in cold blood and him ( pointing her
finger at the prisoner ( have only six
months in jail. No , no , God , Al
mighty , come into this court house and
do the fair thing. Oh ! come down , oh !
do justice to this case. "
Everytime an attempt was made to
pacify her she would break out afresh
and exclaim : "Leave go ; God has sent
me here to tell tell truth. " She scored
the judge , attorneys for the defen&o
and everyone whom in her frenzy she
thought responsible for the easy man
ner in which the slayer of her daugh
ter got olf. She finally sank to the
lloor entirely exhausted and faintecl
away. A cot was brought in and the
distracted mother placed upon it and
carried out of the court.
Political At HCSKincMts.
WASHINGTON , Oct. 24. In regard to
the alleged activity of political asso
ciations , especially among employes
in Washington , Civil Service Commis-
"sioner lloosvelt said : "There is not
the slightest necessity for any. clerk to
pay anything now unless he or she
wishes to. We are sure no cabinet
officer would permit a man to be mo
lested for refusing to contribute to the
campaign fund. Wo will welcome in
formation from any one as to any effort
being made , no matter how indirectly ,
to force him to subscribe for political
Tlio Corn Crop.
CHICAGO , 111. , Oct. 23.The Farm
ers' Review says that a careful exami
nation of the estimates furnished by
correspondents reveals the fact that the
corn crop is turning out somewhat bet
ter than expected. The crop in Mich
igan and Wisconsin is larger than last
year ; in Minnesota and Dakota almost
as large. Other states , especially Kan
sas and Nebraska , show a considerable
shortage. In several counties in Kan
sas and Nebraska corn is nearly a total
failure. The Review gives estimates
on the production of Illinois , Indiana ,
Ohio , Kentucky , Missouri , Kansas.
Wisconsin , Michigan , Iowa , Nebraska ,
Minnesota and the Dakotas , and says ,
after deducting from the gross product
a large percentage of unmerchantable
corn , the estimate of the total market
able in the states named is 825,935,253
bushels. The condition of the crop in
the remaining states not covered by
the report is estimated at about 85 per
cent of an average.
Bridal Tour in a Balloon.
BIKMINGHAM , Ala. , Oct. 25. At the
state fair yesterday Thomas J. Mins
and Miss Gertrude Pitman of Brewton ,
Ala. , were married in front of the
grand stand , in the presence of 10,000
people. The young couple then step
ped into the car of a balloon and with
Aeronaut Baldwin sailed off on their
bridal tour. The balloon when it was
last seen this afternoon was heading
for the mountainous region of Shelby
county. The young couple secured a
purse of $250 and a large number of
The balloon with the bridal couple
finally landed on top of a inoutain ,
seventeen miles from Birham.
Justice Miller's Successor.
WASHINGTON. Oct 22. It is now
generally understood that no election
of a successor to the late Justice Miller
will be made until after the meeting of
Private Secretary Halford remarked
that the appointment of a justice of
the court when congress was not in
session was a thing almost unheard of ,
and especially in case of a vacancy oc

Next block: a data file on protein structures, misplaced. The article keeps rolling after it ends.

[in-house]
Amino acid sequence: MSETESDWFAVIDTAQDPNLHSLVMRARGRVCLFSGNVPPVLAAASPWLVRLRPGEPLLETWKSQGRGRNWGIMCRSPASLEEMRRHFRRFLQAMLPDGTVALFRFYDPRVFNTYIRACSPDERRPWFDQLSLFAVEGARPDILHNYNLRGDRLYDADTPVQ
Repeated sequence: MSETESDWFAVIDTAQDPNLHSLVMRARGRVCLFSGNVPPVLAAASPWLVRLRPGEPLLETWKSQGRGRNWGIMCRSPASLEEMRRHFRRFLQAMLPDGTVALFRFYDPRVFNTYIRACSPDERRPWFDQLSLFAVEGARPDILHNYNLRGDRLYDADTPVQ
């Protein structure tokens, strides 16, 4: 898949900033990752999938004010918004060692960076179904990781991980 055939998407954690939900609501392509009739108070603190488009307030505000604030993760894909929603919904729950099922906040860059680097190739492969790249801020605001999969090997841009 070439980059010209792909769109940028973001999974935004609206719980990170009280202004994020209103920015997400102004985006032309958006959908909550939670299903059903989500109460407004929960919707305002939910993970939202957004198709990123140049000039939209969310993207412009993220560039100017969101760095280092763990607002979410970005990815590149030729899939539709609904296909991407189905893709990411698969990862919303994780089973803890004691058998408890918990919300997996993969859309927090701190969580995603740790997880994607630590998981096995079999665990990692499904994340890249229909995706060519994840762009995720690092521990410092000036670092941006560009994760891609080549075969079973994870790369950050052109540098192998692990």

curring so near the date of the meet
ing of congress as is this one.
Published reports from Chicago state
that reports were in circulation there
that Judge Gresham had received a
telegram from Washington asking if
he would accept the position. It can
be safely asserted that the report is
not true. The president is in no hurry
about making a selection for the place.
It is now well understood that both
Miller of Indiana and Noble are as
nearly candidates for the place as is
possible under the delicate relations
they hold to the president. Noble is
quoted as having said the position is
the highest ambition of his life , and
that he could not do otherwise than ac
cept it if offered. Miller is silent when
questioned on the subject. The gen
eral feeling- here is that Gresham is
the best of all the men yet mentioned
for the place , but it is doubtful if Harrison
risen will so far forget their personal
and political differences as to appoint
him under any circumstances.
Ex-Gambler Tarred and Feathered.
CHICAGO , Oct. 23. A curious as
sault was made to-night upon an ex-
gambler named J. B. Quinn. Two
men held him up in a dark spot on
Lake street , on the edge of Union
park , compelled him to strip to the
waist , poured a bucked of liquid tar
over the upper portion of his body and
then added some feathers by way of
adornment. The assailants then !
knocked him down and kicked him re
peatedly , rendering him unconscious.
He was found by some people stroljing
through the park and the police were
notified , but with no trace of the as
sailants. Quinn has been posing as a
"reformed gambler. " writing a book
on gamblers' methods , and is supposed
to have incurred the enmity of the
fraternity , although prominent sport
ing men &cout the idea that any such
motive provoked the attack.
The United States express company
has issued peremptory orders to all
agents not to receive money , tickets or
lists of drawing from the Louisiana
lottery company or in any way to as
sist in the transportation of the lottery
: . .
JL MAZIER OF IMPORTANCE NO IOWA
AND NEBRASKA *
Bill In tlio United State * Supreme
Court to Determine the Boundary